I ran across this great blog post on FREE Stuff! or Freeganism, which is getting stuff for free. The 50 articles listed are a great resource for those who are on budgets, want to live a waste free life, lessen their environmental impact and just want great deals!
Freeganism earns considerable attention from a wide variety of communities. Environmentalists, the frugal, anarchists, anti-consumerists and others have thoroughly dissected its components – which, as the nomenclature implies – spending as little money as possible while living off what some people consider waste. But this lifestyle, as with any that dangle on the fringe of society, does not come without its controversies. The following blog posts represent a broad spectrum of opinions from passionate freegans to ardent critics, hoping to present the most balanced glimpse possible of the practice. It is up to individual readers to formulate their own educated guess regarding what they make of the philosophy and what they hope to take away from their lessons.
Freegan fashionista Lauri Apple, founder of FoundClothing, expounds upon the benefits of discovering perfectly viable apparel (sometimes even designer!) in dumpsters and other rubbish bins.
Both the vegan and freegan lifestyles concern themselves with ethical food, clothing, shelter and other necessities, but how far one wants to take their habits remains up to the individual.
Grocery stores shockingly throw out thousands of dollars’ worth of food every week, and ardent freegans raid their dumpsters to make sure it does not go to waste.
Neatorama presents a Los Angeles Times article for readers’ consideration, which concerns a former Barnes & Noble executive who quit her job in order to live a freegan life.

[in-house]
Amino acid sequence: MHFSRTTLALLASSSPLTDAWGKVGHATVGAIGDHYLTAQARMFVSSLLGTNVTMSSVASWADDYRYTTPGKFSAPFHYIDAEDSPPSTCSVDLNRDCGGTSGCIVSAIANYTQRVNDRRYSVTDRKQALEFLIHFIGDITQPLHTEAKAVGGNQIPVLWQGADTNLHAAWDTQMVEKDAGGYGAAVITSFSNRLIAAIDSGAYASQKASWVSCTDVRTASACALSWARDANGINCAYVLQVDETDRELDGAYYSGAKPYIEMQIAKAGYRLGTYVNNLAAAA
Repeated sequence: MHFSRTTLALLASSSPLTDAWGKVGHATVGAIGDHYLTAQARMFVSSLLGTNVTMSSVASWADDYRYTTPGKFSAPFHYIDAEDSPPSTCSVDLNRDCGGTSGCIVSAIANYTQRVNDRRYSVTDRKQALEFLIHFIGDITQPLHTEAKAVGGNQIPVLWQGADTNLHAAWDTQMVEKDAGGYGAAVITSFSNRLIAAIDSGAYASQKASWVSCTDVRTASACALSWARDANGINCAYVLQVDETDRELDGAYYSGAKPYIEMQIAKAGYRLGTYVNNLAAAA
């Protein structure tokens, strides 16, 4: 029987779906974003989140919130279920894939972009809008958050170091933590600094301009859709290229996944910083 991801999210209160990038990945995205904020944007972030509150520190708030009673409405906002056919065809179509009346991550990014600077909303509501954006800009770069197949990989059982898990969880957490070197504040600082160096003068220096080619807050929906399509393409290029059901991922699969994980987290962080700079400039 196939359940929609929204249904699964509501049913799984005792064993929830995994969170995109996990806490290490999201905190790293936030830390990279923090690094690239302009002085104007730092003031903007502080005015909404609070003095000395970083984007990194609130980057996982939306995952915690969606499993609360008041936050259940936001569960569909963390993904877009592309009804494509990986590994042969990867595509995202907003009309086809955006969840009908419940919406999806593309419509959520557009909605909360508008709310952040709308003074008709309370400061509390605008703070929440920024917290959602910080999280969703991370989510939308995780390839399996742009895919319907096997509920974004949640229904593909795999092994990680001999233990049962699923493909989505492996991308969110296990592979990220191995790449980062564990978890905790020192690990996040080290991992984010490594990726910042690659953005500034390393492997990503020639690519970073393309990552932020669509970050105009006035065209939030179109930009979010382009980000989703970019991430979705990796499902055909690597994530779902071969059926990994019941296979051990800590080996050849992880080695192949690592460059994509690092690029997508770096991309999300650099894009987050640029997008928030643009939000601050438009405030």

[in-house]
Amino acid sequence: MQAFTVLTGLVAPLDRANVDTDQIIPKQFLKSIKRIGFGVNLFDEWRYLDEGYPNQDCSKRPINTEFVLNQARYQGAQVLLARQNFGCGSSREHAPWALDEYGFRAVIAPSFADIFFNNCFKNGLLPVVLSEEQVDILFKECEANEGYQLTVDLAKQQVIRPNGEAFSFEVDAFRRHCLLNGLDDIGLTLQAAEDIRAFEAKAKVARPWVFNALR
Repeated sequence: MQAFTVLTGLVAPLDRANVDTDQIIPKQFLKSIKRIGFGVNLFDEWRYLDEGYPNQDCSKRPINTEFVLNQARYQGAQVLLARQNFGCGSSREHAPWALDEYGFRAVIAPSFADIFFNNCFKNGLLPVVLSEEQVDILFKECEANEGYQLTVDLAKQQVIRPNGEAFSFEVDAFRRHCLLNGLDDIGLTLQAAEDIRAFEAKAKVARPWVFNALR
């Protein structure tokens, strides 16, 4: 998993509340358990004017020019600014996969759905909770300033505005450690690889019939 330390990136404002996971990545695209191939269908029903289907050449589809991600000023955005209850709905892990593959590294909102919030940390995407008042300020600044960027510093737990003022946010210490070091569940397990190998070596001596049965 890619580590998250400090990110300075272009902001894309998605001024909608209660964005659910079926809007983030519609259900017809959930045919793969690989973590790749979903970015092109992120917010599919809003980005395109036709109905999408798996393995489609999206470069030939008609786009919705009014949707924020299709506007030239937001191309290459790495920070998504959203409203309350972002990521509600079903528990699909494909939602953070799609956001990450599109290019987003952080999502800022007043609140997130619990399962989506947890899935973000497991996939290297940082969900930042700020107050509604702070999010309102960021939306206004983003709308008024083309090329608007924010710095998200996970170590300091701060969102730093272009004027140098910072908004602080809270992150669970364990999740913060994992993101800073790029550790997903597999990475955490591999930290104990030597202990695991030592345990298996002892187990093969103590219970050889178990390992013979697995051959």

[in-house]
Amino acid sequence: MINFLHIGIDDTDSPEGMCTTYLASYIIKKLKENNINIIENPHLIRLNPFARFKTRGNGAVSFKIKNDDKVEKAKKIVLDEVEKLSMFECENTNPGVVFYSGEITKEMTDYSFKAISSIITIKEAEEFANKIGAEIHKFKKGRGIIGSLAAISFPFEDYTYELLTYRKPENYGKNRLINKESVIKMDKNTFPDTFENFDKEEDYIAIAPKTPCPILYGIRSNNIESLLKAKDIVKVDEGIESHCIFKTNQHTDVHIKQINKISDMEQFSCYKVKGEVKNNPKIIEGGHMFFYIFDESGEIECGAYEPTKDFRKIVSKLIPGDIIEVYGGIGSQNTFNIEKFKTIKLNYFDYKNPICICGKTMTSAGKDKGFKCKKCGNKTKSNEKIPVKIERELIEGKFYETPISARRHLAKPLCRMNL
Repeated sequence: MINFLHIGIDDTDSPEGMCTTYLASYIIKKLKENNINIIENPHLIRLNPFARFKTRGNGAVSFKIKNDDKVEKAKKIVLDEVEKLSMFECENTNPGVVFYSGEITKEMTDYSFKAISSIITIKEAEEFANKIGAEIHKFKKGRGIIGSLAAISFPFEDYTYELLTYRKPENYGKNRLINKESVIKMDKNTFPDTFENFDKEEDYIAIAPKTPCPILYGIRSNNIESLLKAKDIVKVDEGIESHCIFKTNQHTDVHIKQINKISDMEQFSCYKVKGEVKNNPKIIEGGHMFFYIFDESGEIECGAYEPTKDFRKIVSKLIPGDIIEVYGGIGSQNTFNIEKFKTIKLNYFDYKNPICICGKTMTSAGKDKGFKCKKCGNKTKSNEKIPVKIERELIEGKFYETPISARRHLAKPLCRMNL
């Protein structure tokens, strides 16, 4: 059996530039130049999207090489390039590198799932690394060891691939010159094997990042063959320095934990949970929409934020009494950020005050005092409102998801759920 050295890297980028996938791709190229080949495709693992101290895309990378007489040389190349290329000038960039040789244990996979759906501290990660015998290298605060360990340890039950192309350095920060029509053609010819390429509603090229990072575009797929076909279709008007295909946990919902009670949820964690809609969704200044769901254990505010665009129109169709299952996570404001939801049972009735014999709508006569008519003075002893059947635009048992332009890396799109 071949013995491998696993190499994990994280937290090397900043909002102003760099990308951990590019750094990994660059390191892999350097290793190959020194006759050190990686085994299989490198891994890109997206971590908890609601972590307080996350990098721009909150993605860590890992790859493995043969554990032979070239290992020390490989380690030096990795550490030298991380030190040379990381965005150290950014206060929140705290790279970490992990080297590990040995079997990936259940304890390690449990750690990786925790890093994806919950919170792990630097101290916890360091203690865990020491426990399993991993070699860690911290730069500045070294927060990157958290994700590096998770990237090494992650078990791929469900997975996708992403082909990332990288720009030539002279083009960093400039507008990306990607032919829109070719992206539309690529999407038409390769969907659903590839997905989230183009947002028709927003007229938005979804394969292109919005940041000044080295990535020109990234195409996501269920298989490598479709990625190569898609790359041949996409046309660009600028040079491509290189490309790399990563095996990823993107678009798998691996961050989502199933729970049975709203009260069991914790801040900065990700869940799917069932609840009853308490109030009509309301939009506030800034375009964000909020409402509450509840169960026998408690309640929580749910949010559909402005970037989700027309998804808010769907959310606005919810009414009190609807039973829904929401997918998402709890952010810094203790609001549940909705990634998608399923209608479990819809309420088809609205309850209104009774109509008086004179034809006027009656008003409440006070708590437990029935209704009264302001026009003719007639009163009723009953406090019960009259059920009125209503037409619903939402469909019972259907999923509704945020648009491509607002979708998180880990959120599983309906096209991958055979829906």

Passionate freegan and unapologetic idealist Grace shares her thoughts behind what the lifestyle means to her and how she hopes to influence the planet as a whole.
Another dumpster diver, Mikey, discusses what motivated him to attempt a freegan existence. He uses his blog to chronicle the different treasures he discovers in Greensboro dumpsters.
No lifestyle is more frugal than that of the freegan, as J.D. Roth at the well-respected personal finance blog Get Rich Slowly points out in his series of resources on the subject.
Lorraine Elliott explains all the core components of freeganism and experiments with the lifestyle herself, showing off a shocking array of wasted products.
Dumpsters provide great opportunities for enterprising and creative types to find household items and components for art pieces.
Foraging comprises a core component of freeganism, with adherents searching the woods for mushrooms and other edibles. This article features a couple of proud foragers and dumpster divers explaining how they navigate their lifestyle.
Barbara Fisher supports the ideals behind the freegan philosophy, but she finds some of their practices on the unethical and self-serving side. Anyone considering sticking with the lifestyle should read her critique before making the commitment.
After Oprah jumped on the freegan media bandwagon, Amy Gates wondered about how it paralleled her own quest for eco-friendly living and minimizing waste.
Learn the art of the dumpster dive – a staple of freegan living – with this informative video for insiders and curious outsiders alike.
This relatively quick blog post discusses the very basics of dumpster diving and forging in the United Kingdom.
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